The greatest challenge so far in running our business has been communicating the legal obligations of the contract and policies when using The Studio Hampton Roads. While we have the proper avenues in place to communicate clearly with our clients, we are not able to virtually “hand hold” them through reading and understanding their contract in its entirety. This has resulted in some damage to the site or other policy breaches that have ultimately cost us money in repairs that we would have liked to commit elsewhere. Likewise, a rental space also poses challenges of people simply not showing the care that they might show to their own property, which is frustrating but also the harsh reality of any sort of rental transaction. We have spent more time and money on site maintenance than we ever imagined.


We have found that any way we can automate our business improves the contact and awareness of our clients (and saves us time!). We use a variety of programs that assist with our operational structure and workflow, and most recently, we are working on putting an electronic contract into place that will streamline the booking process and also drive our client’s attention to the most important pieces of the contract. This automation will also take care of several main parts of the booking process on the front end and will eliminate the problem of late submissions. We also take to social media to share and further communicate site policies and the reasons behind the process at The Studio Hampton Roads, with our new blog just starting as the newest piece of the puzzle. Education is key and in this particular market, developing that trusted relationship with our clients only further improves their care of The Studio while on site and their attention to detail when booking.


I love meeting a need. I love seeing supply and demand in action. I take great pride in the service we offer to our community, not only from a professional standpoint, but also from a creative perspective. Seeing our clients achieve quality results in their professional and creative endeavors while using The Studio space is incredibly rewarding. I value the trust and reputation we have built, both as professionals and small business owners who “know their stuff,” and as photographers who understand the technical needs of our competitors, provide a way to meet that need, and encourage and support their small businesses, while also growing my own photography business. It’s a unique position to be in, as a professional photographer providing a home in which competing photographers do business. It truly grounds us in our belief that the growth of our own photography does not come at the expense of others, but that we can truly support and encourage our competitors and still see our own niche in the market grow. In an extremely dynamic and competitive environment, we are really doing something truly unique.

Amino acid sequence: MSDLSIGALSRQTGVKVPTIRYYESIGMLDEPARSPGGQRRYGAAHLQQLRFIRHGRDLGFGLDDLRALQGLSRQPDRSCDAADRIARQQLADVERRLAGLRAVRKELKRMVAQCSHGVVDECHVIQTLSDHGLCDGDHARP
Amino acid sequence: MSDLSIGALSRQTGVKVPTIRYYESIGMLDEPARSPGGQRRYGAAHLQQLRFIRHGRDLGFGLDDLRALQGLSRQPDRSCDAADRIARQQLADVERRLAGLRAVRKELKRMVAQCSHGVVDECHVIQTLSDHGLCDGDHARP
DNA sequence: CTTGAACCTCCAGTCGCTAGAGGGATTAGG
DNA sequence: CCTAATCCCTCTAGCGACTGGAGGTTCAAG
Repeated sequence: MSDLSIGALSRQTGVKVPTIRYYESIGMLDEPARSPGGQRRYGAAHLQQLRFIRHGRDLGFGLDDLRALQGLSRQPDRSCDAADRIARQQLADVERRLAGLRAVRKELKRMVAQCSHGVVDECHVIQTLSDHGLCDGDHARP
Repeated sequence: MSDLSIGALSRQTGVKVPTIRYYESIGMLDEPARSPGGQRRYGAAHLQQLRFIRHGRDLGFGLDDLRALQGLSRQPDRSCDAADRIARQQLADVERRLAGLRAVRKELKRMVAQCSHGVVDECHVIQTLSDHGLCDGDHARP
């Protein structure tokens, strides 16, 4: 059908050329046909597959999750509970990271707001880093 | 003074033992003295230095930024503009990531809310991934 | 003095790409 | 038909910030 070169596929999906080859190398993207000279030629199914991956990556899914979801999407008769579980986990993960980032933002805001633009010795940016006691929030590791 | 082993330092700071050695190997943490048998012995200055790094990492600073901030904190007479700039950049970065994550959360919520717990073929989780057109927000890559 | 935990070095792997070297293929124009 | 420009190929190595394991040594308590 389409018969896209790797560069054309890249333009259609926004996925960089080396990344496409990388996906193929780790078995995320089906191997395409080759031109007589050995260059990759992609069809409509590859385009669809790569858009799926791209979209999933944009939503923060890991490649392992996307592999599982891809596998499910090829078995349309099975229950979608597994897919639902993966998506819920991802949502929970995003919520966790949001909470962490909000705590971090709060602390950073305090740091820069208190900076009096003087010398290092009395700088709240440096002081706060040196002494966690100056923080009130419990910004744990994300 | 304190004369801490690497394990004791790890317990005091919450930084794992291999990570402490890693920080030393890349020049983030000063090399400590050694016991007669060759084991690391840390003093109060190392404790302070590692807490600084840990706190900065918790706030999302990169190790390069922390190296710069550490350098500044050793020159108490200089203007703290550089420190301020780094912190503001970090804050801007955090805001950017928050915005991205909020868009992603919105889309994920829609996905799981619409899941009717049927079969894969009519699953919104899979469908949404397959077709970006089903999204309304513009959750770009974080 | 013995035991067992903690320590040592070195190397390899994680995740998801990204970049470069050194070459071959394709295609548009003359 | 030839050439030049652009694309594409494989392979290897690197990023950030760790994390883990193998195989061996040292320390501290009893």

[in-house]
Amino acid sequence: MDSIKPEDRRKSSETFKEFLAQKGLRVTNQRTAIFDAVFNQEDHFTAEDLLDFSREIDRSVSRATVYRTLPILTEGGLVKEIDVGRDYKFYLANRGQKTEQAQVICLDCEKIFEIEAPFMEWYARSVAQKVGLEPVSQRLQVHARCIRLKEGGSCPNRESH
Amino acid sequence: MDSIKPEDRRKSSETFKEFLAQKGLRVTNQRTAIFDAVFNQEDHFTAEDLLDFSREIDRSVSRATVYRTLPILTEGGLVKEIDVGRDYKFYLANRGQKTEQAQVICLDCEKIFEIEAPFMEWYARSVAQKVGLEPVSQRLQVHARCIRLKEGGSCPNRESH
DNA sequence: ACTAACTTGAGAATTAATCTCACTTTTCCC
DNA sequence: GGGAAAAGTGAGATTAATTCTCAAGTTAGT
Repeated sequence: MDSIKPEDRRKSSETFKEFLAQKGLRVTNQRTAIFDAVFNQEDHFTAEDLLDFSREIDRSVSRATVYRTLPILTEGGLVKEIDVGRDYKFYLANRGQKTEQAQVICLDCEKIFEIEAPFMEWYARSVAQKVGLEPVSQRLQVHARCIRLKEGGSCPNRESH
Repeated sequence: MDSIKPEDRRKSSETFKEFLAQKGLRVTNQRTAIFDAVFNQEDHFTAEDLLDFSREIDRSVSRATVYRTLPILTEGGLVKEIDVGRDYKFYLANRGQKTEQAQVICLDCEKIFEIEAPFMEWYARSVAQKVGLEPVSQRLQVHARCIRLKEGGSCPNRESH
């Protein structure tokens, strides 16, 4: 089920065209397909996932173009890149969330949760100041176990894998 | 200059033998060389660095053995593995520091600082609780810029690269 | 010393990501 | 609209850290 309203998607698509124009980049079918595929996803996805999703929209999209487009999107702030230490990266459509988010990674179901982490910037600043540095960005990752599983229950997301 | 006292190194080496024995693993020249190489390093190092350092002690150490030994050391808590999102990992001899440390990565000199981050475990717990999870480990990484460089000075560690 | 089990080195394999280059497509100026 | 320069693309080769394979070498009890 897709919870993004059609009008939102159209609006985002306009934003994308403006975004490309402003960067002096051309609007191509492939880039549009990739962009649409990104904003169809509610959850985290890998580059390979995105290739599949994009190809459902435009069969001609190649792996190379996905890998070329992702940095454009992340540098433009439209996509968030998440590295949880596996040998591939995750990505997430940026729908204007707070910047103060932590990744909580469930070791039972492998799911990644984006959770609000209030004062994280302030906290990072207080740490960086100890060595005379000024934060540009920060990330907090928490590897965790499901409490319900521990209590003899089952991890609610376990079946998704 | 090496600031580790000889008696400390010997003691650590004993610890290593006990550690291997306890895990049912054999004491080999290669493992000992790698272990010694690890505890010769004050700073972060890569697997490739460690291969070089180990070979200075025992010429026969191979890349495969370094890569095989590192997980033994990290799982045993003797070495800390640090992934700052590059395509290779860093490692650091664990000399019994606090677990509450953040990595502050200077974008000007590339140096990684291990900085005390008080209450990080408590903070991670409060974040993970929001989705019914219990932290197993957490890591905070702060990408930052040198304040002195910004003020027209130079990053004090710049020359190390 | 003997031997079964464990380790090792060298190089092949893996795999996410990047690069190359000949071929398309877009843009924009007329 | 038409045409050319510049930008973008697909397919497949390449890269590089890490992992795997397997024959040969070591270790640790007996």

Do your research! Becoming a small business owner means so much more than simply deciding to do what you love and be your own boss. You have to take the time on the front end to really plan and design the hows and the whys of your planned business. Get your legal ducks in a row and spend some quality time with a lawyer and an accountant (especially if you have a business partner!). Draft up your business plan and get organized. Develop a workflow and process management system that keeps you organized and allows you to provide the best service to your clients and ultimately to yourselves. Don’t be afraid to fail and acknowledge and accept that you are going to make some pretty major mistakes at some point, but you’re going to learn and grow from them and seek to not make the same mistakes twice. And don’t make the mistake in thinking that “making your own schedule now” means life just got easy. This is going to be the hardest thing you ever do and if you’re not willing to log the hours, dig in with your whole self and put in some major elbow grease, don’t do it. There is no easy button.